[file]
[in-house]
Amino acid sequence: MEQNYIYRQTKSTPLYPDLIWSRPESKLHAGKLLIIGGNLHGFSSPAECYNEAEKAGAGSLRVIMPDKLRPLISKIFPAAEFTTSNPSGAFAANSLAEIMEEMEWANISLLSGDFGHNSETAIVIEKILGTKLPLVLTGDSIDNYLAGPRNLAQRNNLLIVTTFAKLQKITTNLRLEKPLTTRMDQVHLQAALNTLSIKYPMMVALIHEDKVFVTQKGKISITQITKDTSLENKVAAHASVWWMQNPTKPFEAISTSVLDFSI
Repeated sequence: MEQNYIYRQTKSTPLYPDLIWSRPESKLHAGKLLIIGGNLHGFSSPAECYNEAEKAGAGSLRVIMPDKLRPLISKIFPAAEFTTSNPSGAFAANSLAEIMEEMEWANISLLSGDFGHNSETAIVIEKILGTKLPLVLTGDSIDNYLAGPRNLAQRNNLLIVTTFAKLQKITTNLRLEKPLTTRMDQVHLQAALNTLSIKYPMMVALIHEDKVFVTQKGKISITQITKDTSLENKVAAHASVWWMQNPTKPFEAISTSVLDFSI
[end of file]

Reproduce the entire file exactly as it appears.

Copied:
[in-house]
Amino acid sequence: MEQNYIYRQTKSTPLYPDLIWSRPESKLHAGKLLIIGGNLHGFSSPAECYNEAEKAGAGSLRVIMPDKLRPLISKIFPAAEFTTSNPSGAFAANSLAEIMEEMEWANISLLSGDFGHNSETAIVIEKILGTKLPLVLTGDSIDNYLAGPRNLAQRNNLLIVTTFAKLQKITTNLRLEKPLTTRMDQVHLQAALNTLSIKYPMMVALIHEDKVFVTQKGKISITQITKDTSLENKVAAHASVWWMQNPTKPFEAISTSVLDFSI
Repeated sequence: MEQNYIYRQTKSTPLYPDLIWSRPESKLHAGKLLIIGGNLHGFSSPAECYNEAEKAGAGSLRVIMPDKLRPLISKIFPAAEFTTSNPSGAFAANSLAEIMEEMEWANISLLSGDFGHNSETAIVIEKILGTKLPLVLTGDSIDNYLAGPRNLAQRNNLLIVTTFAKLQKITTNLRLEKPLTTRMDQVHLQAALNTLSIKYPMMVALIHEDKVFVTQKGKISITQITKDTSLENKVAAHASVWWMQNPTKPFEAISTSVLDFSI